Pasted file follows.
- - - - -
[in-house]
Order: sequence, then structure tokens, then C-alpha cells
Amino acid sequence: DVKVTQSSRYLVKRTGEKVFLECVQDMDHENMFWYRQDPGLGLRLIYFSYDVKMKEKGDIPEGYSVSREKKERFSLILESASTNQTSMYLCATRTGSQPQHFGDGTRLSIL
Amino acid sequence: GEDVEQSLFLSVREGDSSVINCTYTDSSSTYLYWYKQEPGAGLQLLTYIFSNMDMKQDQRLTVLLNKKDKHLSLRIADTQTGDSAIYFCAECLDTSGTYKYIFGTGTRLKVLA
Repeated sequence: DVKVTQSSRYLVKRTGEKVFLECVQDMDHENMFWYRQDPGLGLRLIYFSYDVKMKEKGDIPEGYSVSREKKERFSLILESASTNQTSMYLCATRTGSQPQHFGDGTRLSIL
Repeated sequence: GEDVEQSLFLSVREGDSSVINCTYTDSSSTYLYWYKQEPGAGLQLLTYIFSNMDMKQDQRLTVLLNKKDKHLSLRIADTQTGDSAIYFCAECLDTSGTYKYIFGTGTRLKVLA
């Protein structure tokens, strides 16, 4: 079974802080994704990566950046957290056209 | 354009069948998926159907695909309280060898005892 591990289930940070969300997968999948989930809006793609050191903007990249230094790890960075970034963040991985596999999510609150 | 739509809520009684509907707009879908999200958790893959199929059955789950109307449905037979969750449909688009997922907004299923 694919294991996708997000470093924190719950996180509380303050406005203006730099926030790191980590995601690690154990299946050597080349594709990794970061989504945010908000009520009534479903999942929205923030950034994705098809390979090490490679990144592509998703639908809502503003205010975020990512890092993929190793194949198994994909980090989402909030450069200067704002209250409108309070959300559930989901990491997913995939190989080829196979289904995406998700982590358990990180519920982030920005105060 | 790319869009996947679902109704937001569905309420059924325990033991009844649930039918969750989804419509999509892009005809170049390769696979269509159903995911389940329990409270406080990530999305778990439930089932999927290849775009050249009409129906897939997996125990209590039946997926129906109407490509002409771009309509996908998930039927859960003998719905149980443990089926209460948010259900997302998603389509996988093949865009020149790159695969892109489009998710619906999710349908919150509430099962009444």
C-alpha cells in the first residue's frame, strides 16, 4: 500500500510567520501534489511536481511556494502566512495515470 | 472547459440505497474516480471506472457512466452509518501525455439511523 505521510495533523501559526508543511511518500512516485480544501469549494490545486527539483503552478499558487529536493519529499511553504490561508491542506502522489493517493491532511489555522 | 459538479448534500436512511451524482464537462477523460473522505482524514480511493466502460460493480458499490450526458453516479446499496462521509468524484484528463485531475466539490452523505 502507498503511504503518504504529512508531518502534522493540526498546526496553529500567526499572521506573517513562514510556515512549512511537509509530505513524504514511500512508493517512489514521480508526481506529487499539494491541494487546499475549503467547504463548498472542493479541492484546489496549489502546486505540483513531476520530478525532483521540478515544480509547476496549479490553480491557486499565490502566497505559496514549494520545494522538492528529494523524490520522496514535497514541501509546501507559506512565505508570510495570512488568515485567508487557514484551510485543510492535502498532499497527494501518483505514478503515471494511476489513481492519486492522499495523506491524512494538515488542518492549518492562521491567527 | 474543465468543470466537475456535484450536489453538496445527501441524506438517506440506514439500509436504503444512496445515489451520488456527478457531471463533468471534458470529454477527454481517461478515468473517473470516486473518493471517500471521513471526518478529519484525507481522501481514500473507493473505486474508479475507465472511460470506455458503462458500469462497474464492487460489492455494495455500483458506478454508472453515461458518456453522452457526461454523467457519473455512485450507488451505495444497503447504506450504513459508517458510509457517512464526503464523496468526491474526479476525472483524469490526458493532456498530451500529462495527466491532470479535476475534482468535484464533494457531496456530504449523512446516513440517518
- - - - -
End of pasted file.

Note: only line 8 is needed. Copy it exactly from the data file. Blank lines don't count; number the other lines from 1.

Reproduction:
C-alpha cells in the first residue's frame, strides 16, 4: 500500500510567520501534489511536481511556494502566512495515470 | 472547459440505497474516480471506472457512466452509518501525455439511523 505521510495533523501559526508543511511518500512516485480544501469549494490545486527539483503552478499558487529536493519529499511553504490561508491542506502522489493517493491532511489555522 | 459538479448534500436512511451524482464537462477523460473522505482524514480511493466502460460493480458499490450526458453516479446499496462521509468524484484528463485531475466539490452523505 502507498503511504503518504504529512508531518502534522493540526498546526496553529500567526499572521506573517513562514510556515512549512511537509509530505513524504514511500512508493517512489514521480508526481506529487499539494491541494487546499475549503467547504463548498472542493479541492484546489496549489502546486505540483513531476520530478525532483521540478515544480509547476496549479490553480491557486499565490502566497505559496514549494520545494522538492528529494523524490520522496514535497514541501509546501507559506512565505508570510495570512488568515485567508487557514484551510485543510492535502498532499497527494501518483505514478503515471494511476489513481492519486492522499495523506491524512494538515488542518492549518492562521491567527 | 474543465468543470466537475456535484450536489453538496445527501441524506438517506440506514439500509436504503444512496445515489451520488456527478457531471463533468471534458470529454477527454481517461478515468473517473470516486473518493471517500471521513471526518478529519484525507481522501481514500473507493473505486474508479475507465472511460470506455458503462458500469462497474464492487460489492455494495455500483458506478454508472453515461458518456453522452457526461454523467457519473455512485450507488451505495444497503447504506450504513459508517458510509457517512464526503464523496468526491474526479476525472483524469490526458493532456498530451500529462495527466491532470479535476475534482468535484464533494457531496456530504449523512446516513440517518